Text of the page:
in the British embassy

zwxsnake

Senior Member
Chinese
Hi,

The American embassy was located on Portland Place in the Marylebone district. The taxi Graham had waiting outside my hotel got us there in just a few minutes. An embassy staffer was waiting for us; he escorted us upstairs to the third floor and left us in an ordinary office with a portrait of George Washington overlooking a teak writing desk. I was starting to wonder who had the bright idea of hanging a picture of General Washington in the British embassy when the door opened again.

This is from the novel Einstein's Shadow. The reddened part makes me confused, because in the first sentence it clearly indicates that they are in the American embassy, why, as the reddened part shows, does it say it's the British embassy in the end? Does it mean "the American embassy in British territory"?:confused:

Thanks!
 
  • Einstein

    Senior Member
    UK, English
    (No connection between my pseudonym and the book title!)
    It's a mystery, because there's no British embassy in London, but there would be nothing strange about hanging a portrait of George Washington in the U.S. embassy...
     

    Cagey

    post mod (English Only / Latin)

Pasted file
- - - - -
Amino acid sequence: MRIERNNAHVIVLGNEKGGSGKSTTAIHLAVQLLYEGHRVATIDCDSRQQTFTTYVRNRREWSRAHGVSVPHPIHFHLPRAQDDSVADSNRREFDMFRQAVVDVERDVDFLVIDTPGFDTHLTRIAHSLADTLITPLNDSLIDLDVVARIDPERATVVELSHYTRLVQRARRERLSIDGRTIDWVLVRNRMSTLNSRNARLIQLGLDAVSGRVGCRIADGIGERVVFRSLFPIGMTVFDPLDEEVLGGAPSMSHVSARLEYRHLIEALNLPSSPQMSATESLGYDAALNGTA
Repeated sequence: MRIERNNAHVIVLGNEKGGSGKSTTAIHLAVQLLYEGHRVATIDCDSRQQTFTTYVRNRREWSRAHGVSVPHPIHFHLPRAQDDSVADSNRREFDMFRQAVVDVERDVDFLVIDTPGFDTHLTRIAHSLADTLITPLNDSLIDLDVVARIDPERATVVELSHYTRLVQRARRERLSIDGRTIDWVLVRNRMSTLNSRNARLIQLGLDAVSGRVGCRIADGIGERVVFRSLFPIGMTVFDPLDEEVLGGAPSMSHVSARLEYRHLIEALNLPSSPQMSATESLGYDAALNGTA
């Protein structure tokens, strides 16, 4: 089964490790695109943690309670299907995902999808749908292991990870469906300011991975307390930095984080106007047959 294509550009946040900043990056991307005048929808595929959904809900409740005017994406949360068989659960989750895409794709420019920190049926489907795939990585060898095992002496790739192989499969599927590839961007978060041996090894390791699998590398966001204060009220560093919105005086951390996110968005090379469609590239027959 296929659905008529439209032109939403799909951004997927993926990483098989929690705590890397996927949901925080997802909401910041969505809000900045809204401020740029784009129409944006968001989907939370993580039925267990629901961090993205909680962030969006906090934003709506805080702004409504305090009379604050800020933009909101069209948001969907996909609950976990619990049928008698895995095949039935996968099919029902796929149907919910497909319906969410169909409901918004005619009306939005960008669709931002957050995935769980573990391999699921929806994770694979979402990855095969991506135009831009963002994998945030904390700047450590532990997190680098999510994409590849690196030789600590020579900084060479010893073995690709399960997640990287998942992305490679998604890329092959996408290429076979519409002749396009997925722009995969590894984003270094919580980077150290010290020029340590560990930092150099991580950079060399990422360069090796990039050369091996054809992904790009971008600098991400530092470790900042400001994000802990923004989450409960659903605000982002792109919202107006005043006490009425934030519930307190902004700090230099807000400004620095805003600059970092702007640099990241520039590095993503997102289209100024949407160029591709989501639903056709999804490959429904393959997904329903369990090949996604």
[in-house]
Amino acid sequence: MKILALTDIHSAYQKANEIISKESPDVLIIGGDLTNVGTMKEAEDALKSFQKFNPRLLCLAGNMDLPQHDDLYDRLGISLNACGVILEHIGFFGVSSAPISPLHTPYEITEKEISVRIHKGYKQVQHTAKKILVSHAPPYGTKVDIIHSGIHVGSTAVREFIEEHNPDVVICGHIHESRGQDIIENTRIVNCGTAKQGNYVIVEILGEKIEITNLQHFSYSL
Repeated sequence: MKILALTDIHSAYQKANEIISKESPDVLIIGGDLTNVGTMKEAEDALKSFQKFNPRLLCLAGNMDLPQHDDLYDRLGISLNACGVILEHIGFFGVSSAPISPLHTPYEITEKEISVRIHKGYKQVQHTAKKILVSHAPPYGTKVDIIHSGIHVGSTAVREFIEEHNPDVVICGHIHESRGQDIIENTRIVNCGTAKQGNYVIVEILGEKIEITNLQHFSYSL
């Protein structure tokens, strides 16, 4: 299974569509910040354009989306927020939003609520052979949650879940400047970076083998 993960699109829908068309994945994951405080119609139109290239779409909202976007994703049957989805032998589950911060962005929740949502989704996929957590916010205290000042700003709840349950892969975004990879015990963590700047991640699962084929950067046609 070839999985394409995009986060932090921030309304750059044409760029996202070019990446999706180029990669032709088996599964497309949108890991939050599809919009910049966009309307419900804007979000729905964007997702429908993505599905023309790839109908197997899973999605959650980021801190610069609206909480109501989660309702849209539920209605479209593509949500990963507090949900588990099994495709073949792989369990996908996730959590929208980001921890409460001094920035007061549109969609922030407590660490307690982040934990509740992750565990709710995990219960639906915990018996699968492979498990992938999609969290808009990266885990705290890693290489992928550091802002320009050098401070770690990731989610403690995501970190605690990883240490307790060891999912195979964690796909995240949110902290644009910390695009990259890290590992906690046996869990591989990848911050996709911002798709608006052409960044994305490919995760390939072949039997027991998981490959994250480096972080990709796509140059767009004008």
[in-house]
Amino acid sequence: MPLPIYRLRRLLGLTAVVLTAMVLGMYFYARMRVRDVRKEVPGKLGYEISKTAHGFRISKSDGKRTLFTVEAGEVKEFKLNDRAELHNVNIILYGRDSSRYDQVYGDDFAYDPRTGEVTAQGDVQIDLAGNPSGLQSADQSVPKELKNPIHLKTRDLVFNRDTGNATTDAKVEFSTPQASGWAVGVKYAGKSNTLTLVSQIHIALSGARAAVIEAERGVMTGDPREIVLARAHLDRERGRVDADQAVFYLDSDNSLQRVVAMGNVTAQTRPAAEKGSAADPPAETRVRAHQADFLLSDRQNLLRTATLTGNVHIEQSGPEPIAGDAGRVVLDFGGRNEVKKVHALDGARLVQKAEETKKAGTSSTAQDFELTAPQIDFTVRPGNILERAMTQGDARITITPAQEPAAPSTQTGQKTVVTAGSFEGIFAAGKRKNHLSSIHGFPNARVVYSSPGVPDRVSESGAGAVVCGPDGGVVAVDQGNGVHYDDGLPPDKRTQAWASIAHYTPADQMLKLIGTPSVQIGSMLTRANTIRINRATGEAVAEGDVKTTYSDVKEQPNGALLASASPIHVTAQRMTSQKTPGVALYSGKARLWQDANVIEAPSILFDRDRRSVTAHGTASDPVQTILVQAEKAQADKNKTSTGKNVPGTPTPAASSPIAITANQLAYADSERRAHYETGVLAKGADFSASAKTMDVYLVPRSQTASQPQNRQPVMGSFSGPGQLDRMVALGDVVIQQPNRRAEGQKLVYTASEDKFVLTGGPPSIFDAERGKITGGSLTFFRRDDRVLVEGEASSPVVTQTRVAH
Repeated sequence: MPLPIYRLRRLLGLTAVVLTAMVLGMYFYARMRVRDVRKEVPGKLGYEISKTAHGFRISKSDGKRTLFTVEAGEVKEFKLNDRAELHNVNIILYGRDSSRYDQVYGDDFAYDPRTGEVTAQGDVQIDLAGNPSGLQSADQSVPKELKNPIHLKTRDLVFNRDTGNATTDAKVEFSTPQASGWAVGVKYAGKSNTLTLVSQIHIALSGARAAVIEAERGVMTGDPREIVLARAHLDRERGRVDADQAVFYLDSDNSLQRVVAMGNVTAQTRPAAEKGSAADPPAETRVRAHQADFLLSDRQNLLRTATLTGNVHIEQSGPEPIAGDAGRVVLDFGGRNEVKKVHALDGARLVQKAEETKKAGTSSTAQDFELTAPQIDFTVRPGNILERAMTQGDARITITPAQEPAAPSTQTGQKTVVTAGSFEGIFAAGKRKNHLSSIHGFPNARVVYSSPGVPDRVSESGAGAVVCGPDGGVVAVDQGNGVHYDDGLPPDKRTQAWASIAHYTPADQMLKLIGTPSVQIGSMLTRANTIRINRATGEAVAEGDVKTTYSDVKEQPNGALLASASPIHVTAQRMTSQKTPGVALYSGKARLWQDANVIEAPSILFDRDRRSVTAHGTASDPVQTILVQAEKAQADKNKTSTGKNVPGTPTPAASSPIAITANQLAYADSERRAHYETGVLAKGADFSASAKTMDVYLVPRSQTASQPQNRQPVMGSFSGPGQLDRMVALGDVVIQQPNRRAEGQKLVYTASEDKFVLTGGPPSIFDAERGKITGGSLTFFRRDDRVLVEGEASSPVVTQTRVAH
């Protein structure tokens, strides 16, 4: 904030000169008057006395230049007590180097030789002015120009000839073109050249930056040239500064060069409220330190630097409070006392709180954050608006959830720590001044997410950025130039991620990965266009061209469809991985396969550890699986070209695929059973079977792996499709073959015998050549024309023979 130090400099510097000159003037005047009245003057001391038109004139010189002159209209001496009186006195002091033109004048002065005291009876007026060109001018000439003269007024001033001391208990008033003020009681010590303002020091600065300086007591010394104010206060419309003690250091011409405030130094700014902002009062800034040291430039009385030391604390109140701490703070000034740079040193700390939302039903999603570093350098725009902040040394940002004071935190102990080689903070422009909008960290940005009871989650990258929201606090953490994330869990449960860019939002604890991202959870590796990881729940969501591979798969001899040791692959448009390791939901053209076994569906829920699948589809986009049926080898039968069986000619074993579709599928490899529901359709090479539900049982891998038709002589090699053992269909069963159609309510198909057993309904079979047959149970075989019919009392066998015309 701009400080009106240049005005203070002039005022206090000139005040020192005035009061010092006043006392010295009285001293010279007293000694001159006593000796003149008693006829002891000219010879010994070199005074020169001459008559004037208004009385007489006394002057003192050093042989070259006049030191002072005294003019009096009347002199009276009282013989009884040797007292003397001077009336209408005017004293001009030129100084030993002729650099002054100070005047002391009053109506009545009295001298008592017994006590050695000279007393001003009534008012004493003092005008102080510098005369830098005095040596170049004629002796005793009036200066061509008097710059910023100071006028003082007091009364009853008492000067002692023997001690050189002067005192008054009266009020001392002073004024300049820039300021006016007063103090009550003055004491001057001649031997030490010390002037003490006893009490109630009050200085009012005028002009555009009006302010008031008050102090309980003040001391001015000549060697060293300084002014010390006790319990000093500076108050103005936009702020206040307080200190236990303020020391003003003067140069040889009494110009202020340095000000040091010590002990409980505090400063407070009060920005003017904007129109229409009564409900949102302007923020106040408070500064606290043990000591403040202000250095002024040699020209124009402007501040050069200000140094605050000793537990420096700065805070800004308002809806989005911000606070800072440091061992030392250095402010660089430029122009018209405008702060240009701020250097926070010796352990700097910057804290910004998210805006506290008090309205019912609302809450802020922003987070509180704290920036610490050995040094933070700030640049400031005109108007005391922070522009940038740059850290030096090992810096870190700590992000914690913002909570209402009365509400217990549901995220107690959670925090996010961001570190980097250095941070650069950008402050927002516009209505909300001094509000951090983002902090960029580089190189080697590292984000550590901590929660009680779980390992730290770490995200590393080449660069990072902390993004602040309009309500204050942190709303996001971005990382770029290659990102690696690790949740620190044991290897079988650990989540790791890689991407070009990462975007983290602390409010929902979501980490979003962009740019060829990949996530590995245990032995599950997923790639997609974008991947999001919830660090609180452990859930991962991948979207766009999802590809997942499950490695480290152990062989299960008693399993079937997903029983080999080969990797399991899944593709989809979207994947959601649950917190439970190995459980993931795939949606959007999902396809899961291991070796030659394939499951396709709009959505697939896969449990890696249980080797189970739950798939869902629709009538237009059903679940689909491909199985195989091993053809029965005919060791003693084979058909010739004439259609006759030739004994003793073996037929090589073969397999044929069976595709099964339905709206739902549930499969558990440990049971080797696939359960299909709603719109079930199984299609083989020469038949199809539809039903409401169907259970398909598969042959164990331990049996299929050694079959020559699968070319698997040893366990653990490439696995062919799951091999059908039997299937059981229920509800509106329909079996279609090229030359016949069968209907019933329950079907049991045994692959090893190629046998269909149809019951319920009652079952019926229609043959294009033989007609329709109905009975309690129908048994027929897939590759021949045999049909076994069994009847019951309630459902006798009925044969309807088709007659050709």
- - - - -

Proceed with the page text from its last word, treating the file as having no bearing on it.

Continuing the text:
English - US
    I wonder whether someone would call the US embassy in Britain the "British Embassy" -- that is, the British branch of the American embassy.
     

    Andygc

    Senior Member
    British English
    I read it to mean "the American Embassy in Britain". It's a very poor way of writing it, and a stupid thought by the character - what else would hang on the wall of an American embassy? What does the writer think hangs on the walls of British embassies? Portraits of American presidents?

    The American Embassy isn't in Portland Place, it's in Grosvenor Square, which is in Mayfair.
     

    Einstein

    Senior Member
    UK, English
    It's a short story ("novella") by Allen M. Steele, published in Asimov's Science Fiction, January 2016 issue. Maybe that'll help those who have time to investigate!
     

    zwxsnake

    Senior Member
    Chinese
    Maybe the writer wants to say, "Since Washington is one of the Founding Fathers of the United States, and he fought with the British in the past, so it would be a provocative act to hang his portrait in Britain, although it's in the American Embassy". Does it make sense?
     

    Andygc

    Senior Member
    British English
    According to its setting, the characters are in London, 1933
    That makes a difference. The Embassy was in Portland Place then. It moved to Grosvenor Square in 1938.

    I don't think anybody in Britain in the 1930s would have been provoked to the least degree by a portrait of George Washington in the American Embassy. We'd been allies in a war that had only recently ended. I note that Allen M. Steele is an American - he might have some odd ideas about British attitudes and sensitivities.
     
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